One argument that is often made for consumption (or expenditures) as the resource definition rather than income is that consumption is a better estimate of families' long-term or "permanent" income. Thus, Friedman's (1957) permanent income hypothesis suggests that current income is comprised of a permanent component and a transitory component. Families with low levels of current income are disproportionately comprised of families with temporary income reductions. If consumption is based on permanent income and not on transitory income, families with negative "income shocks" will have consumption levels that are high relative to their income levels because they expect their long-term income to be higher, on average, than their current income. Consequently, they ''dissave" in order to smooth consumption and thereby material well-being: for example, they may liquidate their savings accounts or borrow on their credit cards. Such families may be income-poor but able to maintain a constant standard of living through dissaving. The reverse will be true of high-income families, who will have consumption levels that are low relative to their income levels and positive savings.
Modigliani and Brumberg's (1954) closely related life-cycle model of behavior assumes that current consumption is equal to average lifetime resources. Thus, younger families, by borrowing, and older families, by spending down assets, tend to exhibit high consumption-to-income ratios, while middle-aged families with the highest earnings potential tend to exhibit relatively low consumption-to-income ratios. Again, it is supposed that families smooth consumption and well-being on the basis of wealth and on expected earnings by saving and dissaving at various points during their life cycles.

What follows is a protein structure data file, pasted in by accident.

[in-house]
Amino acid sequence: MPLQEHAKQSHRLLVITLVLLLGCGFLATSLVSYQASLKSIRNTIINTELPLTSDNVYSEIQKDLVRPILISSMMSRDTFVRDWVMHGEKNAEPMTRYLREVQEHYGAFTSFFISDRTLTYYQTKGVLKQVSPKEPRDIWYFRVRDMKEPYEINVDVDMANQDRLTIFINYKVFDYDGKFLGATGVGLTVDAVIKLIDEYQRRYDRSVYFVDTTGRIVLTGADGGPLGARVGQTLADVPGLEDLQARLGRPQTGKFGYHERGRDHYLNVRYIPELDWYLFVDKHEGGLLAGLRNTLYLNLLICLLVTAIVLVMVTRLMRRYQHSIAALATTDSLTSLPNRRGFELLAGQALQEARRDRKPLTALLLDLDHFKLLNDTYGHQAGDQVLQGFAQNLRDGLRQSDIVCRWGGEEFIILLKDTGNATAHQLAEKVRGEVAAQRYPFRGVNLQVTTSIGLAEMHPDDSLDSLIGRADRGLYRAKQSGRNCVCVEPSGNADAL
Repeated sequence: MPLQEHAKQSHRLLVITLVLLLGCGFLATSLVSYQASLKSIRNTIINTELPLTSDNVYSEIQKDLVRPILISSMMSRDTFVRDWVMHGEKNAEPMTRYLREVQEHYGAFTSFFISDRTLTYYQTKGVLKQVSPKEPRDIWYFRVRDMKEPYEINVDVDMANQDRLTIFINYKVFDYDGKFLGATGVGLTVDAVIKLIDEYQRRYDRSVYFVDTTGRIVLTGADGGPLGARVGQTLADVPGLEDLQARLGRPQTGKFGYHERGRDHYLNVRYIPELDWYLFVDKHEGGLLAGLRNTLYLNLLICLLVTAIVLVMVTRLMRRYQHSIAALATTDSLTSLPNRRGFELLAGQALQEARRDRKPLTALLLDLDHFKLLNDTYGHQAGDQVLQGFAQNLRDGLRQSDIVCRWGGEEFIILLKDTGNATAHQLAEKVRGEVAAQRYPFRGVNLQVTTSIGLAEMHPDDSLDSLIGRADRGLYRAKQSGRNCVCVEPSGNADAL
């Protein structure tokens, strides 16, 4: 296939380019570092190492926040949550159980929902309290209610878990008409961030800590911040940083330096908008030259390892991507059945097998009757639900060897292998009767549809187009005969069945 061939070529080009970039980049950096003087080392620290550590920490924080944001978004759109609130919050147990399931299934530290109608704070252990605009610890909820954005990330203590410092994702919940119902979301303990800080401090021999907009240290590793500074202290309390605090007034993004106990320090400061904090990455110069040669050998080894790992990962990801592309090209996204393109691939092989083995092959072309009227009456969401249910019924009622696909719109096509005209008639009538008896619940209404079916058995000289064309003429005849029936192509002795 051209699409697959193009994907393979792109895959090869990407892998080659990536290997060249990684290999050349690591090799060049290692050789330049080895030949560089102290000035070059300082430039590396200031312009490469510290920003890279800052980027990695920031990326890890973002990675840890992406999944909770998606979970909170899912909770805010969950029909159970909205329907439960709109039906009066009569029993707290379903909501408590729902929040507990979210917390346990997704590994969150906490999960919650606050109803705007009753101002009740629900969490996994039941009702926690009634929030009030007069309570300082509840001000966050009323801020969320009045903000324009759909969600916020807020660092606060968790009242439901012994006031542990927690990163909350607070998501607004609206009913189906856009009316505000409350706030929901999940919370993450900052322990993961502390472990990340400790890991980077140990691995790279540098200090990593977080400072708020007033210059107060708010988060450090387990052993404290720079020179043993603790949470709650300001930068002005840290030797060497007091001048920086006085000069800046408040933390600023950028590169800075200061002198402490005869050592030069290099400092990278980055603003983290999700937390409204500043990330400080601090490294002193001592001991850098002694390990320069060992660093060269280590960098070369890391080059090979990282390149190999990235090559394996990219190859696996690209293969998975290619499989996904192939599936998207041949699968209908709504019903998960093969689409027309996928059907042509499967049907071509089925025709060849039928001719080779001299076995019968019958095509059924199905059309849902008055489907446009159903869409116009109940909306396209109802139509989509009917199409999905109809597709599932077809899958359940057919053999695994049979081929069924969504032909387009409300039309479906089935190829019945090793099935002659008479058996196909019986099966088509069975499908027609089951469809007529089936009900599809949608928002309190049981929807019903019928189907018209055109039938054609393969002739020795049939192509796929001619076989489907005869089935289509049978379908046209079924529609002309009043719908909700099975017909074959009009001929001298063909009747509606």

We note that it is not necessary to accept all of these arguments in order to support a consumption definition of resources. Thus, one need not accept the life-cycle model or the view that what is wanted is a measure of long-term or permanent income. One could simply believe it is preferable to estimate a family's actual consumption rather than the consumption that it could potentially achieve from its available income.
Another point that is often made in support of using consumption or expenditures rather than income as the resource definition is that income is poorly measured. Those making this argument can cite the known under-reporting of asset income (and other sources) in the March CPS, the likelihood that income earned "off the books" or illegally is not reported at all, and the fact that self-employed people who report business losses are often able to take sufficient cash out of their business to sustain their own standard of living.
Consumption and income definitions of resources have somewhat different implications for who is counted as poor. A consumption resource definition